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Little v. Cellco Partnership

United States District Court, S.D. West Virginia, Bluefield

January 19, 2018

JUDY LITTLE, Plaintiff,
v.
CELLCO PARTNERSHIP d/b/a VERIZON WIRELESS Defendant.

          MEMORANDUM OPINION AND ORDER

          David A. Faber, Senior United States District Judge.

         This matter is about whether Verizon's Customer Agreement, which contains an arbitration clause, binds the defendant, Judy Little, and requires the court to submit this action to arbitration. For the reasons that follow, the defendant's Motion to Compel Arbitration and Stay Proceeding pursuant to the Federal Arbitration Act (ECF No. 5) is hereby GRANTED and plaintiff's action is DISMISSED without prejudice.

         I. BACKGROUND

         Judy Little purchased a mobile hotspot device on October 21, 2015, at a Verizon Wireless retail location in Princeton, West Virginia. See ECF No. 5-1, ¶ 4. Before activation, Verizon required Little to sign a standardized electronic sales receipt agreeing to the terms and conditions of Verizon Wireless' Customer Agreement. See ECF No. 5-1, Ex. A (“Verizon Sales Receipt”). The electronically signed sales receipt stated in pertinent part:

I AGREE TO THE CURRENT VERIZON WIRELESS CUSTOMER AGREEMENT . . . INCLUDING THE TERMS AND CONDITIONS OF MY PLAN . . . I UNDERSTAND THAT I AM AGREEING TO . . . SETTLEMENT OF DISPUTES BY ARBITRATION INSTEAD OF JURY TRIALS . . . I AM AWARE THAT I CAN VIEW THE CUSTOMER AGREEMENT ANYTIME AT VERIZONWIRELESS.COM OR IN MY VERIZON ACCOUNT.

See id. at 3 (emphasis added). The sales receipt states “JUDY LITTLE” as the “Account Owner Name” and includes a signature. See id. While Little's signature does not appear to be a full signature, see id., plaintiff does not claim that she did not sign the sales receipt. The Customer Agreement referenced in the sales receipt is a 10-page document that includes an arbitration provision within a section titled “HOW DO I RESOLVE DISPUTES WITH VERIZON WIRELESS?” See ECF No. 5-1, Ex. B, at 7-9 (“Verizon Customer Agreement”). This section expounds upon the arbitration clause announced in the sales receipt. Id.

         Little used the wireless hotspot for “less than two weeks, ” but the device “failed to work properly.” See ECF No. 7-1, Ex. A, ¶¶ 9. As a result, she returned the device but Verizon continued to charge her. See id. at Ex. A, ¶¶ 9-11. Later, Verizon allegedly contacted Little in an attempt to collect the outstanding balance owing. See Amended Complaint at ¶¶ 3, 7-33. These telephone calls form the basis of Little's allegation that Verizon engaged in violations of federal and state debt collection laws. Id. at ¶ 3.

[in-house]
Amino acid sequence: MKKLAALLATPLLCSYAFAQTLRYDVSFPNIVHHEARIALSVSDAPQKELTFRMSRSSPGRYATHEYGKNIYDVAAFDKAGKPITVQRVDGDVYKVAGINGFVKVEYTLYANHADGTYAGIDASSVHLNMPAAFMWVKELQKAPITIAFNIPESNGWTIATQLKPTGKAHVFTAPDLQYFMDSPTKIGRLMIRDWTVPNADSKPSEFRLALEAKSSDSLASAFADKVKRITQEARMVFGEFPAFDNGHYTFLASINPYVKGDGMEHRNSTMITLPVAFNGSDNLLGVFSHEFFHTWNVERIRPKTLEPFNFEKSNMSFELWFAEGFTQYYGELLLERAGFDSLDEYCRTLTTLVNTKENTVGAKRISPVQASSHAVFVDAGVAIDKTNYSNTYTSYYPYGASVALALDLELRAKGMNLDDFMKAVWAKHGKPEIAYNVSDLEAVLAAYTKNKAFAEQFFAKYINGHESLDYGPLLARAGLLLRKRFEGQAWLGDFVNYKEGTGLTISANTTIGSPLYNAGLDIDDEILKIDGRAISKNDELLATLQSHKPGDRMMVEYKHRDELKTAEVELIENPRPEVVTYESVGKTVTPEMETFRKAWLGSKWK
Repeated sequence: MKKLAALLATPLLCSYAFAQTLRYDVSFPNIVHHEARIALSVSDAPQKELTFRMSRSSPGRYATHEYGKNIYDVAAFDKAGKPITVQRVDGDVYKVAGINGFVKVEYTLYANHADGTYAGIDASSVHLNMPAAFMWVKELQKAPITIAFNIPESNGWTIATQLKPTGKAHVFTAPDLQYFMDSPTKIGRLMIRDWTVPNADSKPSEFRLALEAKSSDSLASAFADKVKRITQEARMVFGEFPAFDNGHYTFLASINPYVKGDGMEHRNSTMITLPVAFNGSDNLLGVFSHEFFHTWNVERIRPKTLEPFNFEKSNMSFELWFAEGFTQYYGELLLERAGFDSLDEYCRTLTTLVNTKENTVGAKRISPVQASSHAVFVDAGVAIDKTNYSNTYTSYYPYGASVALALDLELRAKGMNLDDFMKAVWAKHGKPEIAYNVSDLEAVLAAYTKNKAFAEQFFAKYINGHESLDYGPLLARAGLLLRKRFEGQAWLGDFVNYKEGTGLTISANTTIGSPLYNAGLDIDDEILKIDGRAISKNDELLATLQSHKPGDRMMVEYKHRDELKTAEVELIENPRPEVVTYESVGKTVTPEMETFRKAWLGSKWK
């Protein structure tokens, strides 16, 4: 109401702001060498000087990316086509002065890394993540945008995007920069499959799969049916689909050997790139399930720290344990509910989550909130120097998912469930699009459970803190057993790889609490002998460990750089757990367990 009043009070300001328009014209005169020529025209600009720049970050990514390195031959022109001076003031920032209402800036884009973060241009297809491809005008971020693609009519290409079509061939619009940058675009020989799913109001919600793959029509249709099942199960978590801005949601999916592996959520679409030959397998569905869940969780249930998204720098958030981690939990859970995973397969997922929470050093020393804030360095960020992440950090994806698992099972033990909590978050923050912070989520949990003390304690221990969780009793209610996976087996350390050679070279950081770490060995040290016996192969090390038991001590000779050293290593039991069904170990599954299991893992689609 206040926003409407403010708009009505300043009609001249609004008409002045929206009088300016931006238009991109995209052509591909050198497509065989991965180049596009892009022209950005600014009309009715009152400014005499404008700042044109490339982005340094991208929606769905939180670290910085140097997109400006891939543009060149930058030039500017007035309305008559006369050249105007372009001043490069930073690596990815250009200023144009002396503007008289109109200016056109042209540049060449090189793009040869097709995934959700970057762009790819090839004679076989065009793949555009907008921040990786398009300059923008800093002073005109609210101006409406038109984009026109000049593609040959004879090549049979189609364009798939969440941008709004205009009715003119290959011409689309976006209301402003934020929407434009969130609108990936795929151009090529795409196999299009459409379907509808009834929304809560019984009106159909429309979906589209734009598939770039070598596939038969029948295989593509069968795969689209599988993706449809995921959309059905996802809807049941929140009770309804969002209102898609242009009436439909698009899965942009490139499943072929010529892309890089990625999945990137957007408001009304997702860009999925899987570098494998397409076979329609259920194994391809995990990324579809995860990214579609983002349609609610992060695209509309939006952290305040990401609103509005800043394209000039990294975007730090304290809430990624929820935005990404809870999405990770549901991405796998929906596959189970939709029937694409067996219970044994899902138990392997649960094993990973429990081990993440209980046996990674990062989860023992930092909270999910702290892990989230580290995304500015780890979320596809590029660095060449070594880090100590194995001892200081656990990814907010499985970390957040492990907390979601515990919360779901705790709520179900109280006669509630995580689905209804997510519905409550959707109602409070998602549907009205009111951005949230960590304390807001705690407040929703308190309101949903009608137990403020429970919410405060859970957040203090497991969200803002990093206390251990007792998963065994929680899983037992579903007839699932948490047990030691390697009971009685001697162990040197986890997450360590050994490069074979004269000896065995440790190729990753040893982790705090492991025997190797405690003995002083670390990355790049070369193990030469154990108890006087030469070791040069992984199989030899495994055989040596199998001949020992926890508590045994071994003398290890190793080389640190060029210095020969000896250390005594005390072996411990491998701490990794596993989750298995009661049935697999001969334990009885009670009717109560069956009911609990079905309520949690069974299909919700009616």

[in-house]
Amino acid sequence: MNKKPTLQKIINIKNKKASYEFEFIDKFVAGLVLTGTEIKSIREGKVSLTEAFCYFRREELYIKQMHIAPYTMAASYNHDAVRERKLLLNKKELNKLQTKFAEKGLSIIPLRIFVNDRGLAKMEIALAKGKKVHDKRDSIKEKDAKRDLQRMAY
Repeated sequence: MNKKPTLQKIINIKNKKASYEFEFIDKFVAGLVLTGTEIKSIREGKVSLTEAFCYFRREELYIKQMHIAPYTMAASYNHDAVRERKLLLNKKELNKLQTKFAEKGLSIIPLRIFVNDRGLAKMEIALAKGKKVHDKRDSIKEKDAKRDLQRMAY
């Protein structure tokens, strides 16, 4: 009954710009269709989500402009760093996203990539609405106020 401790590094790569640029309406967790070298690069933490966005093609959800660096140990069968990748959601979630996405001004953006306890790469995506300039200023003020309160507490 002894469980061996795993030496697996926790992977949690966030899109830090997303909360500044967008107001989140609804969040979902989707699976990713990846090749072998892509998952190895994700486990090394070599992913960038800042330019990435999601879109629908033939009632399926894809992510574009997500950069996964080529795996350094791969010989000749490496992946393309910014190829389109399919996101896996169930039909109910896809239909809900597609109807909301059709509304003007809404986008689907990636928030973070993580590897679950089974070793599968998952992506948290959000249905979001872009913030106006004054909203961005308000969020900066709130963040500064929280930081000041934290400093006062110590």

II. APPLICABLE LAW

         A. Standard of Review

         Motions to compel arbitration “‘exist in the netherworld between a motion to dismiss and a motion for summary judgment.'” U.S. ex rel. TBI Investments, Inc. v. BrooAlexa, LLC, 119 F.Supp.3d 512, 523 (S.D. W.Va. 2015) (quoting Shaffer v. ACS Government Servs., Inc., 321 F.Supp.2d 682, 683 (D. Md. 2004)). The defendant, as the party seeking to enforce the arbitration agreement, bears the initial burden of “persuading this court that the parties entered into an enforceable arbitration agreement.” Drake v. Mallard Creek Polymers, Inc., 2014 WL 7405762, at *1 (W.D. N.C. Dec. 30, 2014). If the defendant succeeds, then “the burden shifts to the plaintiff to show that even though there was some written contract, [she] did not actually agree to it--because the signature was forged, the terms of the contract were misrepresented, or some other reason evincing lack of true agreement.” Czopek v. TBC Retail Grp., Inc., 2014 WL 5782794, at *4 (M.D. Fla. Nov. 6, 2014); see also BrooAlexa, LLC, 119 F.Supp.3d 512, 524 (applying summary judgment standard to a motion to compel arbitration and stating that “[o]nce the moving party has met its burden, the burden shifts to the nonmoving party to demonstrate that a genuine issue of material fact exists for trial.”).

         B. Federal Arbitration Act

         The Federal Arbitration Act (“FAA”) embodies “a liberal federal policy favoring arbitration, ” AT&T Mobility LLC v. Concepcion, 563 U.S. 333, 339 (2011) (citations and quotations omitted) and provides in pertinent part:

A written provision in . . . a contract . . . to settle by arbitration a controversy thereafter arising out of such contract . . . or an agreement in writing to submit to arbitration an existing controversy arising out of such a contract . . . shall be valid, irrevocable, and enforceable, save upon such grounds as exist at law or in equity for the revocation of any contract.

9 U.S.C. § 2. If the parties execute a valid agreement to arbitrate disputes, federal courts are required to compel arbitration. Sydnor v. Conseco Financial Servicing Corp., 252 F.3d 302, 305 (4th Cir. 2001); see also Moses H. Cone Mem'lHosp. v. Mercury Const. Corp., 460 U.S. 1, 23-24 (1983) (“[Q]uestions of arbitrability must be addressed with a healthy regard for the federal policy favoring arbitration . . . [and] ...


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